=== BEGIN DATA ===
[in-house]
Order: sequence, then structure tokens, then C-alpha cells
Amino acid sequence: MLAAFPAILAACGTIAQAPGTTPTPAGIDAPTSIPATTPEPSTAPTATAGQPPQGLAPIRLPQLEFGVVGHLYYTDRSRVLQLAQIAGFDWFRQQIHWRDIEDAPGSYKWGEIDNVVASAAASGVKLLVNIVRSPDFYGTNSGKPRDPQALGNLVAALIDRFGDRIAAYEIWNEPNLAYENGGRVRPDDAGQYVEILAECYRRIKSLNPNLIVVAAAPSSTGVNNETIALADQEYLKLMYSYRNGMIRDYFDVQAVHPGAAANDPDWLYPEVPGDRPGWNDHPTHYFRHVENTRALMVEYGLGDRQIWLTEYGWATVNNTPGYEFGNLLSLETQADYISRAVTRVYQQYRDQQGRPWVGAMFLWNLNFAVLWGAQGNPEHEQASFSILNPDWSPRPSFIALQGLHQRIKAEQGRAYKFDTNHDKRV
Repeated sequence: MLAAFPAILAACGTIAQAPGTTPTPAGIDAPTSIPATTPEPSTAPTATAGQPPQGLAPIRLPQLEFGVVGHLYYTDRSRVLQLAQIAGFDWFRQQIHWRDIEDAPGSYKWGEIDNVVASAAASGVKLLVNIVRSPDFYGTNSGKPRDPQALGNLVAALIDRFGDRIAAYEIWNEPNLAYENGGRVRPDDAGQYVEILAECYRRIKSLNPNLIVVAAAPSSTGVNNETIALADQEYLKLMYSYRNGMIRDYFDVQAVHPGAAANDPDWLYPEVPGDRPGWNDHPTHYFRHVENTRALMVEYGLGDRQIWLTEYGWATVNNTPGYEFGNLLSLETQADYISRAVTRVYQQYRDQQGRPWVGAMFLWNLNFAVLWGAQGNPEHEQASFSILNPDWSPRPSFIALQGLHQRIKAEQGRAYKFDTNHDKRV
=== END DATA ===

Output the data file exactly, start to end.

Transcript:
[in-house]
Order: sequence, then structure tokens, then C-alpha cells
Amino acid sequence: MLAAFPAILAACGTIAQAPGTTPTPAGIDAPTSIPATTPEPSTAPTATAGQPPQGLAPIRLPQLEFGVVGHLYYTDRSRVLQLAQIAGFDWFRQQIHWRDIEDAPGSYKWGEIDNVVASAAASGVKLLVNIVRSPDFYGTNSGKPRDPQALGNLVAALIDRFGDRIAAYEIWNEPNLAYENGGRVRPDDAGQYVEILAECYRRIKSLNPNLIVVAAAPSSTGVNNETIALADQEYLKLMYSYRNGMIRDYFDVQAVHPGAAANDPDWLYPEVPGDRPGWNDHPTHYFRHVENTRALMVEYGLGDRQIWLTEYGWATVNNTPGYEFGNLLSLETQADYISRAVTRVYQQYRDQQGRPWVGAMFLWNLNFAVLWGAQGNPEHEQASFSILNPDWSPRPSFIALQGLHQRIKAEQGRAYKFDTNHDKRV
Repeated sequence: MLAAFPAILAACGTIAQAPGTTPTPAGIDAPTSIPATTPEPSTAPTATAGQPPQGLAPIRLPQLEFGVVGHLYYTDRSRVLQLAQIAGFDWFRQQIHWRDIEDAPGSYKWGEIDNVVASAAASGVKLLVNIVRSPDFYGTNSGKPRDPQALGNLVAALIDRFGDRIAAYEIWNEPNLAYENGGRVRPDDAGQYVEILAECYRRIKSLNPNLIVVAAAPSSTGVNNETIALADQEYLKLMYSYRNGMIRDYFDVQAVHPGAAANDPDWLYPEVPGDRPGWNDHPTHYFRHVENTRALMVEYGLGDRQIWLTEYGWATVNNTPGYEFGNLLSLETQADYISRAVTRVYQQYRDQQGRPWVGAMFLWNLNFAVLWGAQGNPEHEQASFSILNPDWSPRPSFIALQGLHQRIKAEQGRAYKFDTNHDKRV